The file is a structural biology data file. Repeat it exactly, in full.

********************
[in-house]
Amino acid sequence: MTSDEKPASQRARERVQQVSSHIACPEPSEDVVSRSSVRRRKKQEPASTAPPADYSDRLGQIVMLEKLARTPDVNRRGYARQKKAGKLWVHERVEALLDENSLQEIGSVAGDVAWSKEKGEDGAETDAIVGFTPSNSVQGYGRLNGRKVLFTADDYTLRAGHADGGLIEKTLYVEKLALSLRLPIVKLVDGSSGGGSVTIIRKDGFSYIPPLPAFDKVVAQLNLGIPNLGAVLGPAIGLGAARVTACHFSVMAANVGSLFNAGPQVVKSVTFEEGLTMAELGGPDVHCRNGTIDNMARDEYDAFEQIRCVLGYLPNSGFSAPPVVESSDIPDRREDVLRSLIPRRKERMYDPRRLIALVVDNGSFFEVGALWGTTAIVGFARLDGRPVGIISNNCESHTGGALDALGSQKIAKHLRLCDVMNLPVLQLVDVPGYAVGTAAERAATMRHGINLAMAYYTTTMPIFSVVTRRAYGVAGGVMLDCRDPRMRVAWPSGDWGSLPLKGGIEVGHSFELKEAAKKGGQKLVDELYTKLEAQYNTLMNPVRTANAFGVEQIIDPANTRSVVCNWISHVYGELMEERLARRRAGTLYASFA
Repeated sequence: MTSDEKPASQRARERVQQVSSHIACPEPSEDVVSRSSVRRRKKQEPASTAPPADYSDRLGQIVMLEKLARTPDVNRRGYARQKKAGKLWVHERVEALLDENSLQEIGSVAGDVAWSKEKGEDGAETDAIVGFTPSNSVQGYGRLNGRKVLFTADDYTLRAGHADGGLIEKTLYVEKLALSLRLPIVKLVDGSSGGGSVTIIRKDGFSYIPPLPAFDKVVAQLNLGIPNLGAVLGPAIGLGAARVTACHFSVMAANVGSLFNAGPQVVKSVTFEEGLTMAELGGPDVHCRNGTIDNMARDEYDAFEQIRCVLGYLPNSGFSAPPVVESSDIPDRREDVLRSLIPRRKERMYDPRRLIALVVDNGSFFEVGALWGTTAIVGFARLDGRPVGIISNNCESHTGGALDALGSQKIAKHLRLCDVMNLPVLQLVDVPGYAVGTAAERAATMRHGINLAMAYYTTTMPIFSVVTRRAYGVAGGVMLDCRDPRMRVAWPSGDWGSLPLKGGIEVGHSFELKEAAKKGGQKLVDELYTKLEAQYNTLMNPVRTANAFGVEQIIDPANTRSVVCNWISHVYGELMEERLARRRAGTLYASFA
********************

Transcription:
[in-house]
Amino acid sequence: MTSDEKPASQRARERVQQVSSHIACPEPSEDVVSRSSVRRRKKQEPASTAPPADYSDRLGQIVMLEKLARTPDVNRRGYARQKKAGKLWVHERVEALLDENSLQEIGSVAGDVAWSKEKGEDGAETDAIVGFTPSNSVQGYGRLNGRKVLFTADDYTLRAGHADGGLIEKTLYVEKLALSLRLPIVKLVDGSSGGGSVTIIRKDGFSYIPPLPAFDKVVAQLNLGIPNLGAVLGPAIGLGAARVTACHFSVMAANVGSLFNAGPQVVKSVTFEEGLTMAELGGPDVHCRNGTIDNMARDEYDAFEQIRCVLGYLPNSGFSAPPVVESSDIPDRREDVLRSLIPRRKERMYDPRRLIALVVDNGSFFEVGALWGTTAIVGFARLDGRPVGIISNNCESHTGGALDALGSQKIAKHLRLCDVMNLPVLQLVDVPGYAVGTAAERAATMRHGINLAMAYYTTTMPIFSVVTRRAYGVAGGVMLDCRDPRMRVAWPSGDWGSLPLKGGIEVGHSFELKEAAKKGGQKLVDELYTKLEAQYNTLMNPVRTANAFGVEQIIDPANTRSVVCNWISHVYGELMEERLARRRAGTLYASFA
Repeated sequence: MTSDEKPASQRARERVQQVSSHIACPEPSEDVVSRSSVRRRKKQEPASTAPPADYSDRLGQIVMLEKLARTPDVNRRGYARQKKAGKLWVHERVEALLDENSLQEIGSVAGDVAWSKEKGEDGAETDAIVGFTPSNSVQGYGRLNGRKVLFTADDYTLRAGHADGGLIEKTLYVEKLALSLRLPIVKLVDGSSGGGSVTIIRKDGFSYIPPLPAFDKVVAQLNLGIPNLGAVLGPAIGLGAARVTACHFSVMAANVGSLFNAGPQVVKSVTFEEGLTMAELGGPDVHCRNGTIDNMARDEYDAFEQIRCVLGYLPNSGFSAPPVVESSDIPDRREDVLRSLIPRRKERMYDPRRLIALVVDNGSFFEVGALWGTTAIVGFARLDGRPVGIISNNCESHTGGALDALGSQKIAKHLRLCDVMNLPVLQLVDVPGYAVGTAAERAATMRHGINLAMAYYTTTMPIFSVVTRRAYGVAGGVMLDCRDPRMRVAWPSGDWGSLPLKGGIEVGHSFELKEAAKKGGQKLVDELYTKLEAQYNTLMNPVRTANAFGVEQIIDPANTRSVVCNWISHVYGELMEERLARRRAGTLYASFA